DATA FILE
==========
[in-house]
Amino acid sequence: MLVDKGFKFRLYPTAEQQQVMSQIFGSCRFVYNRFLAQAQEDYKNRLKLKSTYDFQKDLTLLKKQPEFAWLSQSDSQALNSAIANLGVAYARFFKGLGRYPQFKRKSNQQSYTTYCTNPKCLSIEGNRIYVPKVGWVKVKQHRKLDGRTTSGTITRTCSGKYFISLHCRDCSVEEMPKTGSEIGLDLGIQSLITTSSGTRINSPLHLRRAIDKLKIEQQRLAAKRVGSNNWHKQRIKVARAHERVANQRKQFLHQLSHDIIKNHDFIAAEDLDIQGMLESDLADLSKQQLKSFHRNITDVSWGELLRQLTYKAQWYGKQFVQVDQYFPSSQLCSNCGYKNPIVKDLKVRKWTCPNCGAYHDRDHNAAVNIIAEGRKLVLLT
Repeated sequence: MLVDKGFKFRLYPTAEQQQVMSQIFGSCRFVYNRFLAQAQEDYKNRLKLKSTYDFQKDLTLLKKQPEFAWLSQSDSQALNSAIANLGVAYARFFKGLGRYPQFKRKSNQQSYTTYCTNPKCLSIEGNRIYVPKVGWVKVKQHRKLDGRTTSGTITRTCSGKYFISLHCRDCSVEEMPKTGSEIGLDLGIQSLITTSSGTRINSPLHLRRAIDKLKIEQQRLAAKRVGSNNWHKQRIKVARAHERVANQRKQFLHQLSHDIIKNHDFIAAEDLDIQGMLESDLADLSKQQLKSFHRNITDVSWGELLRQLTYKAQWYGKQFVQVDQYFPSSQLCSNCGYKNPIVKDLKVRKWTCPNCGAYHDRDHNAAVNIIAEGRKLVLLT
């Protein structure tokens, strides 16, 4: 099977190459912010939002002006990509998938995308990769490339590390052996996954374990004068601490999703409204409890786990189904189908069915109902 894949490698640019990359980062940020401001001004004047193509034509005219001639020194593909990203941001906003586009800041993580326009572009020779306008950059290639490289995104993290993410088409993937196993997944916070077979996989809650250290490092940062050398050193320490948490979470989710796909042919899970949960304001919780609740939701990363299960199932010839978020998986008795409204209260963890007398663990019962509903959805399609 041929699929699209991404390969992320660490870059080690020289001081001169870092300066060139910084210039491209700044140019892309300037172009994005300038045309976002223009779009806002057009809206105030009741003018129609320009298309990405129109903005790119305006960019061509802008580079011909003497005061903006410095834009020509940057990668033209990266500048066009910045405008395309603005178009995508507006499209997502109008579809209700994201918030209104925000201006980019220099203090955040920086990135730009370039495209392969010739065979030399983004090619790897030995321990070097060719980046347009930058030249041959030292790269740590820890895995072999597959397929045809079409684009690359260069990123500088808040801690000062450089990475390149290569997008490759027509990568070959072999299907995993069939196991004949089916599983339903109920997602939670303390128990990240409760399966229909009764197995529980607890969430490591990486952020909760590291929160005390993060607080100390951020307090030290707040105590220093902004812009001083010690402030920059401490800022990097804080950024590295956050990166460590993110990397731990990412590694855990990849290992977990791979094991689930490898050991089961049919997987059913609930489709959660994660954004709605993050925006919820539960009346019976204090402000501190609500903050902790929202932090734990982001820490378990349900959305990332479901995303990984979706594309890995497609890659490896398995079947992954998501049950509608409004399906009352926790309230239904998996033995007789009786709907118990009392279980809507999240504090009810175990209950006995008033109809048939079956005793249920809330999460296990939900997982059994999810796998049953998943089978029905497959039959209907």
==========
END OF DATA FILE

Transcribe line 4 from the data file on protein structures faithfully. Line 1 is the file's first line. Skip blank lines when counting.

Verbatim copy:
């Protein structure tokens, strides 16, 4: 099977190459912010939002002006990509998938995308990769490339590390052996996954374990004068601490999703409204409890786990189904189908069915109902 894949490698640019990359980062940020401001001004004047193509034509005219001639020194593909990203941001906003586009800041993580326009572009020779306008950059290639490289995104993290993410088409993937196993997944916070077979996989809650250290490092940062050398050193320490948490979470989710796909042919899970949960304001919780609740939701990363299960199932010839978020998986008795409204209260963890007398663990019962509903959805399609 041929699929699209991404390969992320660490870059080690020289001081001169870092300066060139910084210039491209700044140019892309300037172009994005300038045309976002223009779009806002057009809206105030009741003018129609320009298309990405129109903005790119305006960019061509802008580079011909003497005061903006410095834009020509940057990668033209990266500048066009910045405008395309603005178009995508507006499209997502109008579809209700994201918030209104925000201006980019220099203090955040920086990135730009370039495209392969010739065979030399983004090619790897030995321990070097060719980046347009930058030249041959030292790269740590820890895995072999597959397929045809079409684009690359260069990123500088808040801690000062450089990475390149290569997008490759027509990568070959072999299907995993069939196991004949089916599983339903109920997602939670303390128990990240409760399966229909009764197995529980607890969430490591990486952020909760590291929160005390993060607080100390951020307090030290707040105590220093902004812009001083010690402030920059401490800022990097804080950024590295956050990166460590993110990397731990990412590694855990990849290992977990791979094991689930490898050991089961049919997987059913609930489709959660994660954004709605993050925006919820539960009346019976204090402000501190609500903050902790929202932090734990982001820490378990349900959305990332479901995303990984979706594309890995497609890659490896398995079947992954998501049950509608409004399906009352926790309230239904998996033995007789009786709907118990009392279980809507999240504090009810175990209950006995008033109809048939079956005793249920809330999460296990939900997982059994999810796998049953998943089978029905497959039959209907």